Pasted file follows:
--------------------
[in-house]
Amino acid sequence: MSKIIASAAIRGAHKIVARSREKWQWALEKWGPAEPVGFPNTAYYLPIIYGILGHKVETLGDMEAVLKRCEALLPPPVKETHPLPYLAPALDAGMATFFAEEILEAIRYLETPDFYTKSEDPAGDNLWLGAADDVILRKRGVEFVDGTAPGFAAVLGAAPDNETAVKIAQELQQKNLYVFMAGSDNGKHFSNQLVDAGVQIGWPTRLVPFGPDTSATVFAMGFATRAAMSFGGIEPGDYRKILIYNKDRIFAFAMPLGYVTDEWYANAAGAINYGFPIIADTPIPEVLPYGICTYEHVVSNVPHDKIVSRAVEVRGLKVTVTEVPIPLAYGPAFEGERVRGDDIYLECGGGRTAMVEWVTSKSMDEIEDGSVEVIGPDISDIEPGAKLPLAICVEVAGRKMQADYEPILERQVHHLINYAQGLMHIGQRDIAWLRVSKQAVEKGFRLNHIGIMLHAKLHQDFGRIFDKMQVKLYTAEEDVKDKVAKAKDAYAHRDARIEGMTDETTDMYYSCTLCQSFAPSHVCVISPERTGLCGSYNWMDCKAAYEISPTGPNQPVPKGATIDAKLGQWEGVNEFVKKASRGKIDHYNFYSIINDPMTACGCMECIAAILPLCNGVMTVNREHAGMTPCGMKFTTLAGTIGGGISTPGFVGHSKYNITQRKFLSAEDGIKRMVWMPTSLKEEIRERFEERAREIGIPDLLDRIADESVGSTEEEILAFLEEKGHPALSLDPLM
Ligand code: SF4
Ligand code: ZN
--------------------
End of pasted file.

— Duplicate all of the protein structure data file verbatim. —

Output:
[in-house]
Amino acid sequence: MSKIIASAAIRGAHKIVARSREKWQWALEKWGPAEPVGFPNTAYYLPIIYGILGHKVETLGDMEAVLKRCEALLPPPVKETHPLPYLAPALDAGMATFFAEEILEAIRYLETPDFYTKSEDPAGDNLWLGAADDVILRKRGVEFVDGTAPGFAAVLGAAPDNETAVKIAQELQQKNLYVFMAGSDNGKHFSNQLVDAGVQIGWPTRLVPFGPDTSATVFAMGFATRAAMSFGGIEPGDYRKILIYNKDRIFAFAMPLGYVTDEWYANAAGAINYGFPIIADTPIPEVLPYGICTYEHVVSNVPHDKIVSRAVEVRGLKVTVTEVPIPLAYGPAFEGERVRGDDIYLECGGGRTAMVEWVTSKSMDEIEDGSVEVIGPDISDIEPGAKLPLAICVEVAGRKMQADYEPILERQVHHLINYAQGLMHIGQRDIAWLRVSKQAVEKGFRLNHIGIMLHAKLHQDFGRIFDKMQVKLYTAEEDVKDKVAKAKDAYAHRDARIEGMTDETTDMYYSCTLCQSFAPSHVCVISPERTGLCGSYNWMDCKAAYEISPTGPNQPVPKGATIDAKLGQWEGVNEFVKKASRGKIDHYNFYSIINDPMTACGCMECIAAILPLCNGVMTVNREHAGMTPCGMKFTTLAGTIGGGISTPGFVGHSKYNITQRKFLSAEDGIKRMVWMPTSLKEEIRERFEERAREIGIPDLLDRIADESVGSTEEEILAFLEEKGHPALSLDPLM
Ligand code: SF4
Ligand code: ZN